Finnish expertise in Marine Archaeology Research

Finnish expertise in Marine Archaeology Research

A yellow submarine dives into the depths of the bay of Naples.

Finns are world-leaders in the construction of tourist and research submarines. The latest example of this special expertise is the small research submarine built by Tarw-Trading, a vessel that can dive to a depth of 300m.

It naturally sounds odd that Finland builds submarines, although the country is not one that operates them. But it’s actually true that, of all the world’s research and tourist submarines, almost half are designed or built in Finland. Most of the others are manufactured in Canada, says Tapio Malmgren, Managing Director of Tarw-Trading Ltd.

Finnish know-how in submarine building was acquired in the 1980’s when Laivateollisuus or LATE set up a submarine department. In the great turmoil of the ship-building industry, the department was wound up, and activities were split up into new companies founded by engineers who had been trained at LATE.

“In 1990, we set up Tarwell Oy, and then Tarw-Trading in 1994. Tarwell specialises in oil spill recovery equipment and professional diving technology and Tarw-Trading in submarines” says Mr Malmgren.

New maintenance and transport solution.

“In June a yellow three-person SM 300-3 submarine was completed in Tarw-Trading’s assembly shop in Raisio. It is capable of diving to a depth of 300m and being submerged for four days. The customer for the SM 300-3 was the Italian shipyard, Cantieri Megaride, which built the support stand for the vessel. The Finnish-built submarine, which is equipped with a robotic hand, is intended to be used in looking for treasures on the seabed of the deep bay of Naples.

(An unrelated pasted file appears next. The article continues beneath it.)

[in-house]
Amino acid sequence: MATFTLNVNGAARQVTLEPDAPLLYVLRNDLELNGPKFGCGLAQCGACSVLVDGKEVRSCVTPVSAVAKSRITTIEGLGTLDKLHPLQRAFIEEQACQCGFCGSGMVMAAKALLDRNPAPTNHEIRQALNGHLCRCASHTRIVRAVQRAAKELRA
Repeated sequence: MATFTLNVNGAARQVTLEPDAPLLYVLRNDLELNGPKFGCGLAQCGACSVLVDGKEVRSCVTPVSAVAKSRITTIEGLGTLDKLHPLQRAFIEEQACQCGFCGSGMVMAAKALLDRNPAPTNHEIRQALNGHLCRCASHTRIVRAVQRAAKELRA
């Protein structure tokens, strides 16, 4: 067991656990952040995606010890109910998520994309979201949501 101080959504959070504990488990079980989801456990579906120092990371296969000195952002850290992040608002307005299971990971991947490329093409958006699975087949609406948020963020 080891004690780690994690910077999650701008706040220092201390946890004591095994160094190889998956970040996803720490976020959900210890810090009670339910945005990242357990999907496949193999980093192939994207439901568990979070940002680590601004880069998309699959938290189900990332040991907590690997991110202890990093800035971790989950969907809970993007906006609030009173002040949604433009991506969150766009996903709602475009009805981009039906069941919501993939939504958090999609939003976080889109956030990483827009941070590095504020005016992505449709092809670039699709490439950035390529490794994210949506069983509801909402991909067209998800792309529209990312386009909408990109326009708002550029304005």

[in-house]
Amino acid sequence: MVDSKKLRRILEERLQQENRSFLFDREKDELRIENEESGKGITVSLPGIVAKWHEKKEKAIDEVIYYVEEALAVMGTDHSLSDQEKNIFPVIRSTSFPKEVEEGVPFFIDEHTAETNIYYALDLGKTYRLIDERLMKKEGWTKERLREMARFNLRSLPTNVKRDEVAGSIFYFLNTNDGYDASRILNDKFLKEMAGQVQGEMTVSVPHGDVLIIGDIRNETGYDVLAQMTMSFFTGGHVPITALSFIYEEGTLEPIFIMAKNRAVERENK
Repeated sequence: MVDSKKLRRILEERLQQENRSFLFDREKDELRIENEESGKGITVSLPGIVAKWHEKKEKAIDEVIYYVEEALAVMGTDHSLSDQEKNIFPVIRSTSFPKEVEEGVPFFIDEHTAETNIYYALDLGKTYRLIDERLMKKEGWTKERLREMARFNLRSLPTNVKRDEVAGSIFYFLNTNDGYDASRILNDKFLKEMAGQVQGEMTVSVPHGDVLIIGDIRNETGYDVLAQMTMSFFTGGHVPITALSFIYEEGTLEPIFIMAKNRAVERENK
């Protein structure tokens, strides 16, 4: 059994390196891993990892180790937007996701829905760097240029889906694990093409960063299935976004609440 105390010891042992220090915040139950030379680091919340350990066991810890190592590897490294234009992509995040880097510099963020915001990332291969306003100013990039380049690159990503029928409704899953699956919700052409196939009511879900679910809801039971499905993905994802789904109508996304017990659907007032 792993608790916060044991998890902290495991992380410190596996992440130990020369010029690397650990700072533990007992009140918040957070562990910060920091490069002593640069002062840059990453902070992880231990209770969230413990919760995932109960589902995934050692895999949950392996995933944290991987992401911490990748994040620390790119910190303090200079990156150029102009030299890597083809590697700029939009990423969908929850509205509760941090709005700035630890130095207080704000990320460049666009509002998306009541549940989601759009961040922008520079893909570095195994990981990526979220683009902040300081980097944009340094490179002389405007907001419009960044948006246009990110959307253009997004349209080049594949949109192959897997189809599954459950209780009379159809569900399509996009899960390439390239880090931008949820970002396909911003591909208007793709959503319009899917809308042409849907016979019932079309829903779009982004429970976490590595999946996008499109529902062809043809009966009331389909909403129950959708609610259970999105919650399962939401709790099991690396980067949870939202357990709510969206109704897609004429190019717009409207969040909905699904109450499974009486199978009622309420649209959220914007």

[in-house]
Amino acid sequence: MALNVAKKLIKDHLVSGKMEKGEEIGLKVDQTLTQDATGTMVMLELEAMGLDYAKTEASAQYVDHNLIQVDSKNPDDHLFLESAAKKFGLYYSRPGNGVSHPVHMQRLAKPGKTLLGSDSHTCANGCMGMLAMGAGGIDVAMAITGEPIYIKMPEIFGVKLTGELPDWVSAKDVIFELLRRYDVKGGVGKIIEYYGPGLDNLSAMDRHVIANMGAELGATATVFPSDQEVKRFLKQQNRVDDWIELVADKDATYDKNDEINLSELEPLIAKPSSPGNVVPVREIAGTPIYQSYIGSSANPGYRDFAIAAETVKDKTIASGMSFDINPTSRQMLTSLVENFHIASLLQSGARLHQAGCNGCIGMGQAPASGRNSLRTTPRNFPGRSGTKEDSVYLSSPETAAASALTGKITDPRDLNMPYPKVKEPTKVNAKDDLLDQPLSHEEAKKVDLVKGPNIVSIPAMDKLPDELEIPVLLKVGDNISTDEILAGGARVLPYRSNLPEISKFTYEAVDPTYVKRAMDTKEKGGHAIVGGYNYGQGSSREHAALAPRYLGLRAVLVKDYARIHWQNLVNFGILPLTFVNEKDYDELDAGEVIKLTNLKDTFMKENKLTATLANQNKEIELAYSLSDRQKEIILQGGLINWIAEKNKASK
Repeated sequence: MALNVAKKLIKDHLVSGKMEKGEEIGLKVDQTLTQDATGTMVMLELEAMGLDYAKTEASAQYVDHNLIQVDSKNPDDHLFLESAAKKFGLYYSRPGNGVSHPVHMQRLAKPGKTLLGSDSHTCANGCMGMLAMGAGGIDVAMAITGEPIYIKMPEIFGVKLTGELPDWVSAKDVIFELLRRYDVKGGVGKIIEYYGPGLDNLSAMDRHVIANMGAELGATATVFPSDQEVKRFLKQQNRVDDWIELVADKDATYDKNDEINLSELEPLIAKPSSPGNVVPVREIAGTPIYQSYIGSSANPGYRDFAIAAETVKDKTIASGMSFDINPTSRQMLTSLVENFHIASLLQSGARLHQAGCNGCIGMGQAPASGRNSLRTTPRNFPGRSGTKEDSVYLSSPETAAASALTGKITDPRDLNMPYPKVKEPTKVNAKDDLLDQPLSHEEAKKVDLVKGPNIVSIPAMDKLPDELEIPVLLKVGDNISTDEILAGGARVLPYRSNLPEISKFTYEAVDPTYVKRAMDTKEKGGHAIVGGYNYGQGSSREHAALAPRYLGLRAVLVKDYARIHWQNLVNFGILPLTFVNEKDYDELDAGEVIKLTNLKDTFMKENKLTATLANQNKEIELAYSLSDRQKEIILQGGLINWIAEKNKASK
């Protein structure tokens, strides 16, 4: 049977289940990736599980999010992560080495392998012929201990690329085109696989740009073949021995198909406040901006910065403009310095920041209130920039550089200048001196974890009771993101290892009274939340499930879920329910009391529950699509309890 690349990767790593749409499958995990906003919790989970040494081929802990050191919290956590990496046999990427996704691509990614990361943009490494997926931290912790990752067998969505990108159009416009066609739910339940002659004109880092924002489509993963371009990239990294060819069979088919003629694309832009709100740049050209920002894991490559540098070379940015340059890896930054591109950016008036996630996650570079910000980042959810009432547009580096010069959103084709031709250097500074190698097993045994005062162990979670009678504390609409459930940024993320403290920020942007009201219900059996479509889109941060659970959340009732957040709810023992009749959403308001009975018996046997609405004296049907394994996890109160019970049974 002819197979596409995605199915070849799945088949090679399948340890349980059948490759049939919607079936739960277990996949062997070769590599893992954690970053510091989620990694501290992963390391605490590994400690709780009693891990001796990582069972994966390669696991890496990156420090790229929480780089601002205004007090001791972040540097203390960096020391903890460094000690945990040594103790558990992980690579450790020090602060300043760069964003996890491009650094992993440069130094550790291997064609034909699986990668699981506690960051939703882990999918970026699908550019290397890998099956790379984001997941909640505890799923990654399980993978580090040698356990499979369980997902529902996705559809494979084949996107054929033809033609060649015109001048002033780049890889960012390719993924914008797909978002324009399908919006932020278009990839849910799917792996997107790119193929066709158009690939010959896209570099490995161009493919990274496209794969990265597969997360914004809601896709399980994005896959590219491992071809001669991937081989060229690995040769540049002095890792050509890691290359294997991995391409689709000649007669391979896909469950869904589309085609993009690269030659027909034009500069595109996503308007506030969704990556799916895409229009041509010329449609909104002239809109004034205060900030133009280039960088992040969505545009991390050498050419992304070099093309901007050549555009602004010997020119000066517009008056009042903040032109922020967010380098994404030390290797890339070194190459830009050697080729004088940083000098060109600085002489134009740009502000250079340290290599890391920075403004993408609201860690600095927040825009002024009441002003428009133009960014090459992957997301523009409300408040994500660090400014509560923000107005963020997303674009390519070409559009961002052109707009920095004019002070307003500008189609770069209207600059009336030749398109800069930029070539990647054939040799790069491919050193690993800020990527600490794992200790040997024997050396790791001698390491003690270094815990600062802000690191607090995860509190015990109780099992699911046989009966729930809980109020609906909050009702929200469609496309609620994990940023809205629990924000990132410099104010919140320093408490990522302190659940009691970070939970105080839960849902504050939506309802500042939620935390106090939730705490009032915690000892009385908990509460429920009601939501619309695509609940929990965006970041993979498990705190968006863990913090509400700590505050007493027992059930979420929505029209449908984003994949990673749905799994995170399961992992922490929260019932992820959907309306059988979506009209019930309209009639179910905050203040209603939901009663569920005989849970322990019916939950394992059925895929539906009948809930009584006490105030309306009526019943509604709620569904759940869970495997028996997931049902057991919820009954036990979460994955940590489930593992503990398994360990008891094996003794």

What’s special about this is the it isn’t only a submarine. It’s also equipped with a service container, in which the vessel can be quickly air-freighted to anywhere in the world”, explains Mr Malmgren.

Mr Malmgren says that the Italian shipyard wanted the vessel delivered on a turnkey principle for purposes of classification.

“We requested bids from several classification societies and selected Germanischer Lloyd. Price was less of a decisive factor than the total solution that they were able to offer.

“Our decision was also influenced by the fact that they have an office in our neighbouring town of Turku. Construction demands that an inspector pays a visit once a week.” Mr Malmgren says that the co-operation with the classification society was trouble-free. Generally speaking it can be said that the rules made for submarines by the classification societies are starting to be at quite a good level.

“There is nonetheless one cause for concern. Submarines are such a specialised area that there are not enough qualified inspectors in the world.”

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